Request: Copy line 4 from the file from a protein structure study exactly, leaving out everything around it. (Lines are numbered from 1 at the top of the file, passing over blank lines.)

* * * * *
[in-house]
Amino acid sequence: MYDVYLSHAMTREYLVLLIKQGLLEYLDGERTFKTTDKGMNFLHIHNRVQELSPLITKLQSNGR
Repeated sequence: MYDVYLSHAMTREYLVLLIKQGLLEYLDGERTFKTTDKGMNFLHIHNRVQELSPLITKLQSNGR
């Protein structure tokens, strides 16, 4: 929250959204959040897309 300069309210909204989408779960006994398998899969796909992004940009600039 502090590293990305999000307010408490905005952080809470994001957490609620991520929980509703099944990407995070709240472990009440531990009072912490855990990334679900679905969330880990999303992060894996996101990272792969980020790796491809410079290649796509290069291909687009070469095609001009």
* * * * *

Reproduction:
């Protein structure tokens, strides 16, 4: 929250959204959040897309 300069309210909204989408779960006994398998899969796909992004940009600039 502090590293990305999000307010408490905005952080809470994001957490609620991520929980509703099944990407995070709240472990009440531990009072912490855990990334679900679905969330880990999303992060894996996101990272792969980020790796491809410079290649796509290069291909687009070469095609001009």